Not because we don’t have (space for) a washing machine and I had a BIG bag of washing to do after the holiday.
Not because of the noise or the busyness.
Not because I wasn’t sure my car would still be there and not have been stolen while we were away.
Not because of any of the reasons you may think.

In fact our place is actually really great. It really is not such a “dodgy” area. It really isn’t that unsafe. It certainly isn’t “upmarket”, but it still way more than we need. It is simple in our eyes, but may very well be luxurious in the eyes of many of our neighbours. And the city has surprised us in so many ways (we hope to do a post soon on all the things we love about living in the city). The noise doesn’t bother us anymore. And despite the narcoleptic security guard, my car was still there after the holidays.

But it is exactly in these things I am struggling: We have the choice of driving a car. We can move into a bigger place and to a different neighbourhood at any time. We have money in our bank accounts. And credit cards. And we fly to family in a different city for Easter holidays. And here we have been moved into an environment where those around us (mostly) do not have these choices – don’t have these privileges. Where we used to live, I could “safely” drive to a shop, park in the covered parking, do my grocery shopping, drive back in my car, get home and greet my neighbour who also just did their shopping at the same store and never be confronted with the reality of the privileged position I find myself in. In the city, my experience is different.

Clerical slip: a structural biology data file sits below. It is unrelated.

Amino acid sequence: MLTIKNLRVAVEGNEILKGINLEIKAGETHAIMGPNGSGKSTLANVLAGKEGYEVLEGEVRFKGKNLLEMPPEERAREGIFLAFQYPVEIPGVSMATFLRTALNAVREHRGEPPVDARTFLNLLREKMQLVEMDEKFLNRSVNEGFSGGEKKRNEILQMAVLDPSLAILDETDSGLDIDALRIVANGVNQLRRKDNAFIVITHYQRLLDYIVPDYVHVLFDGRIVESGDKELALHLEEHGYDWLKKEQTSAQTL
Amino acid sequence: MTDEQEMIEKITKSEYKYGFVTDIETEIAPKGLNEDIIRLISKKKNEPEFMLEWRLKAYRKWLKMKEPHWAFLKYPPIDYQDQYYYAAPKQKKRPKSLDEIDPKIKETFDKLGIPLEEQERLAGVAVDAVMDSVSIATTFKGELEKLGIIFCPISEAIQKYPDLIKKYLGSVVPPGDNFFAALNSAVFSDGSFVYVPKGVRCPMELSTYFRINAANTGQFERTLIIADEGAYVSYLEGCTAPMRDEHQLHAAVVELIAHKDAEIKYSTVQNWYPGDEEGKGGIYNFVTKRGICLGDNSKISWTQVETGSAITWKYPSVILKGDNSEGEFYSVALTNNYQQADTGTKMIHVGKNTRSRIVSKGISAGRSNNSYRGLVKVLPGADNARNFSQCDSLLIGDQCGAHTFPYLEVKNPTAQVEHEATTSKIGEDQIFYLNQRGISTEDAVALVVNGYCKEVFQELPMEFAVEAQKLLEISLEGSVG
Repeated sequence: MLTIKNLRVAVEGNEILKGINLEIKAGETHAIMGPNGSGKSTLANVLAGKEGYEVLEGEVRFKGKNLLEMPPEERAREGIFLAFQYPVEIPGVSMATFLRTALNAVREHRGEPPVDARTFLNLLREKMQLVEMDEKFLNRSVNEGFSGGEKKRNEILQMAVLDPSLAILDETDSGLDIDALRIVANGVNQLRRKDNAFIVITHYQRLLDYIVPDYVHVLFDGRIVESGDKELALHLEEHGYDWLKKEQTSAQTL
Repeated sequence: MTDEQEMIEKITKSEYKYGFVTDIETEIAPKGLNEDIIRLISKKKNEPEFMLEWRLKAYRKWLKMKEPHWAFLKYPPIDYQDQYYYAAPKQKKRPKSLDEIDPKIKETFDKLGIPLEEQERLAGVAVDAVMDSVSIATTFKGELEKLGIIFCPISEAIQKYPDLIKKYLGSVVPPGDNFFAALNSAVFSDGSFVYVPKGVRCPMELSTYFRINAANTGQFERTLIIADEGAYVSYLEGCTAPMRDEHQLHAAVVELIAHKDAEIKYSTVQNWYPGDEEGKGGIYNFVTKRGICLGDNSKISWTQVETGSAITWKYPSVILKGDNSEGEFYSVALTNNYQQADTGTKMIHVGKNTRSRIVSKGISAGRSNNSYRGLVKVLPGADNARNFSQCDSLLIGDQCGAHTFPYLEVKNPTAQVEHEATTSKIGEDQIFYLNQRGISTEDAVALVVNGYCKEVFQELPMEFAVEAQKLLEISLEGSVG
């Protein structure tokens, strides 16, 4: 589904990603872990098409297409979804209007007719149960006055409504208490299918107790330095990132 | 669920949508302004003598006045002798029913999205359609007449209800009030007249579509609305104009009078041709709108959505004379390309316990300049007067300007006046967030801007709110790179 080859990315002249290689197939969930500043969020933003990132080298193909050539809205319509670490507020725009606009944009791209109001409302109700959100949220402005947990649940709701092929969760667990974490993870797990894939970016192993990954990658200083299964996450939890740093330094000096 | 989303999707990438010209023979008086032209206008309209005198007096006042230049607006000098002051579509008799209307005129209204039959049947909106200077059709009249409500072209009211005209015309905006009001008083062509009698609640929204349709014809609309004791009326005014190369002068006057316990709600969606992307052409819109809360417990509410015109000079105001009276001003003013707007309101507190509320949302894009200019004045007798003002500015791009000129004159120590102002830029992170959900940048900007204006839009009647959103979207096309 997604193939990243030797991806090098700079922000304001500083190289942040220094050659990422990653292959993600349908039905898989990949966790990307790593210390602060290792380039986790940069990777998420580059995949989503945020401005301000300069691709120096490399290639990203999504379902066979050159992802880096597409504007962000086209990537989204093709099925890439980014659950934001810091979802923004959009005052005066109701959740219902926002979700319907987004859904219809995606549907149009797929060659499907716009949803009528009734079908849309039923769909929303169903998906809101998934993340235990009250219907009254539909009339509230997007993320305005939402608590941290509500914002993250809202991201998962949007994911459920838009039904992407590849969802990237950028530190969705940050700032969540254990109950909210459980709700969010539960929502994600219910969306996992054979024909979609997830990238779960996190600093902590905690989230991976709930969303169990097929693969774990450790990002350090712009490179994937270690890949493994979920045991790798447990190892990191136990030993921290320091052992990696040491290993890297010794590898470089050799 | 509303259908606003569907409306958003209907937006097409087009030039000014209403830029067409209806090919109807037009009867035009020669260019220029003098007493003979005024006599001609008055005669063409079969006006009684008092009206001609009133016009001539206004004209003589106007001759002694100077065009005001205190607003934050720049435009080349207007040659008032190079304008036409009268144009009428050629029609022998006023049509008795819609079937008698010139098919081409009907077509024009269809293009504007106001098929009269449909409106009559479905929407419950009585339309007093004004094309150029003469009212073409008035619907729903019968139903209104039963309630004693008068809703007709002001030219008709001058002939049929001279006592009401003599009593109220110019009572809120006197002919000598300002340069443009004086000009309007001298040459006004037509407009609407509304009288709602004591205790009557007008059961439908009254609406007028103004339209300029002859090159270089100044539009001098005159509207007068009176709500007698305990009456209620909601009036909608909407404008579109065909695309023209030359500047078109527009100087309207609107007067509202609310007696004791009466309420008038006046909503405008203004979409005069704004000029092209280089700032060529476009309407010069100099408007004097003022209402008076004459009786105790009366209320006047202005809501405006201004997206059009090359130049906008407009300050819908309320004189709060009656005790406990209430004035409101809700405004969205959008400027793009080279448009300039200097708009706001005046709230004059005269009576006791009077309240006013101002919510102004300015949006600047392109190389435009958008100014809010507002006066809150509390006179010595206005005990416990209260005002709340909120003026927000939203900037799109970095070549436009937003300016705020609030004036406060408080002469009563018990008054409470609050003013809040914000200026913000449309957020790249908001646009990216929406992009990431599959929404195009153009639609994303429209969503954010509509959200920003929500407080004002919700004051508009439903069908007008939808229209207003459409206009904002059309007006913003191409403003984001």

I walked over to PicknPay the other morning. I was so shocked at the prices of certain items that I left disgruntled not having purchased a few of the items I wanted…and feeling oh so very sorry for myself. The entrance to our apartment is also the entrance to St. Paul’s daily soup kitchen. So as I was approaching home, many people were sitting and standing around gratefully devouring their soup and brown bread ration for the day. In honesty, I will put it out there: I really had a hard time looking the people who were being fed in the eye to greet them as I walked past with my bag filled with groceries.

Every day I am confronted with the reality of my privilege. Every day it stares me in the face and asks of me how I am going to respond today. Living in the CBD disallows the options of denying or being blissfully ignorant of my privilege. And that is what makes living in the CBD really hard for me at this time. So is there joy in living in the CBD? Most certainly! But am I enjoying it? I am still not sure how to answer that question.